Since the annual conference program is really the IS Chair's program, he or she plays a major role in determining the theme. The first meetings of the program planning committee will be at ALA Midwinter 18 months before the conference. The IS Chair generally attends the meetings and works closely with the committee. By the end of these meetings, the committee should have developed a good idea of the topic, format, and possible speakers. The committee can review the evaluations from last year's program for suggestions. They can also review previous IS, LOEX, and LIRT conference program titles both for ideas and to avoid repetition.
The preconference proposal is prepared by the preconference program chair in consultation and with the approval of the IS chair. The planning committee should review previous IS preconferences both for ideas and to avoid repetition. The proposal and the budget must be submitted mid-December preceding the Midwinter meeting 18 months prior to the preconference. The IS chair will be notified of the exact deadline so be sure to check on this. At that Midwinter meeting, the ACRL Board must approve the proposal the IS chair and the preconference chair should plan on attending the Board meeting to make a succinct presentation and to answer any questions.
Proposal writers can contact appropriate ACRL headquarters staff for advice in writing the proposal as necessary. This is especially recommended for help in estimating the budget. The submission date may seem very far in advance of the actual event, but to develop a satisfactory proposal early on helps preconference planners to think through the preconference and begin outlining the preparation process.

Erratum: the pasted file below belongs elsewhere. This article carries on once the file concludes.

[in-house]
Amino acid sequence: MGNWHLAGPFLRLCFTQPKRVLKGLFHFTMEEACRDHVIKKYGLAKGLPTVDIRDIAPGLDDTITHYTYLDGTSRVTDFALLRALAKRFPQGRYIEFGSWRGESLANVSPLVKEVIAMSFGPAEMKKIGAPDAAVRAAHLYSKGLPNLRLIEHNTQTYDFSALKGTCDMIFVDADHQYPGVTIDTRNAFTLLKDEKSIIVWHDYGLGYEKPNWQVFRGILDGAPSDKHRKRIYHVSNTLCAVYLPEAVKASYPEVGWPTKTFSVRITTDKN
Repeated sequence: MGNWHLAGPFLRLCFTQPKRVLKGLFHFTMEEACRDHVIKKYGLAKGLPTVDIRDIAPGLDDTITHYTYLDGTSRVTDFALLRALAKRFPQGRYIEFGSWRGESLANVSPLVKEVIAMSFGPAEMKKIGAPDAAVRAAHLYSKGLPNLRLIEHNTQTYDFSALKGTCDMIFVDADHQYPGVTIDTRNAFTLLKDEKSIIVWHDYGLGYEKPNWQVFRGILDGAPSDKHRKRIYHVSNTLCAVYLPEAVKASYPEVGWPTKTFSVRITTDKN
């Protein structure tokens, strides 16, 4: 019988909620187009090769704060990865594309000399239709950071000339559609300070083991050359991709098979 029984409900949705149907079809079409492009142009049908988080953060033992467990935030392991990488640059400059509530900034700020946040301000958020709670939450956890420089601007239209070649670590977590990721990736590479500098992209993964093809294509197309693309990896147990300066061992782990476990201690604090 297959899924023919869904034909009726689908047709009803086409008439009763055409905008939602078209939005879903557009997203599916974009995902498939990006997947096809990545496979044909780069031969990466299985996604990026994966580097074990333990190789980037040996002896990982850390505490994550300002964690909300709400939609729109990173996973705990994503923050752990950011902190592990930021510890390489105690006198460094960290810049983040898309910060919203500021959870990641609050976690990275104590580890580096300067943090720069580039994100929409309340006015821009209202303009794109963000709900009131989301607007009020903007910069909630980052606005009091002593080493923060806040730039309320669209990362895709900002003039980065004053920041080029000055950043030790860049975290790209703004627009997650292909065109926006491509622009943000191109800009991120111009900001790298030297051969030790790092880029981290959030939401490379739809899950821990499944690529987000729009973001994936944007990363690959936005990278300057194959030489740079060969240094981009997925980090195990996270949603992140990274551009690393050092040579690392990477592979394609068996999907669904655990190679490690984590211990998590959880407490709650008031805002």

Conference and Preconference:
The proposal should be concise and should not exceed more than two pages in length. It is suggested that the proposal be organized with section headings to make it easy to read. Some suggested headings are: Purpose and Theme, Attendance, Organization, Space, and Relation to ACRL Strategic Plan, Application to ACRL's current priorities. The proposal should include the name of the unit sponsoring the program, co-sponsor(s) if any, date and time, program chair, expected attendance, and room and AV requirements. See a sample conference program proposal in Attachment 2.
As noted in the ACRL Guide to Policies and Procedures, the ACRL Board of Directors considers the following in determining if a proposal is accepted:
- Scope. Is the program in accord with ACRL's priorities and strategic plan? Is the scope of the program suited to all segments of the group's membership? Has sufficient consideration been given to subgroups whose interests may not have been reflected in recent meetings?
- Purpose and structure. Is there a clear idea of what you hope to accomplish and is this program the best means of achieving this purpose?
If a program is justified, is the structure of the program best suited to this purpose? (Speaker? Panel? Discussion groups?)
- Importance. Is this the most important topic with which the group is (or should be) concerned? Is there a popular demand for a program on this topic?
- State of the art. Is enough known about the subject to justify a program at this time? Has the state of the art advanced sufficiently since the last presentation on the subject to justify another program?
- Timeliness. Is the subject sufficiently urgent to require its presentation at this time?
- Location. Does the location of the conference allow the program planners to take advantage of local resources and facilities?
- Theme. How does the subject relate to the ACRL President's theme? Are other groups planning preconferences or programs on the same or similar topic(s)?
- Cosponsorship. Is this program unique? Has cosponsoring of this program been considered? How would it be an advantage?
- Room requirements. What is the anticipated size of attendance? Is there any special room arrangement required other than theater style seating? Are breakout rooms required in addition to the main program room? What are the audiovisual requirements? If overheads or a computer display are used, can the screen be seen from the back of the largest room to be used?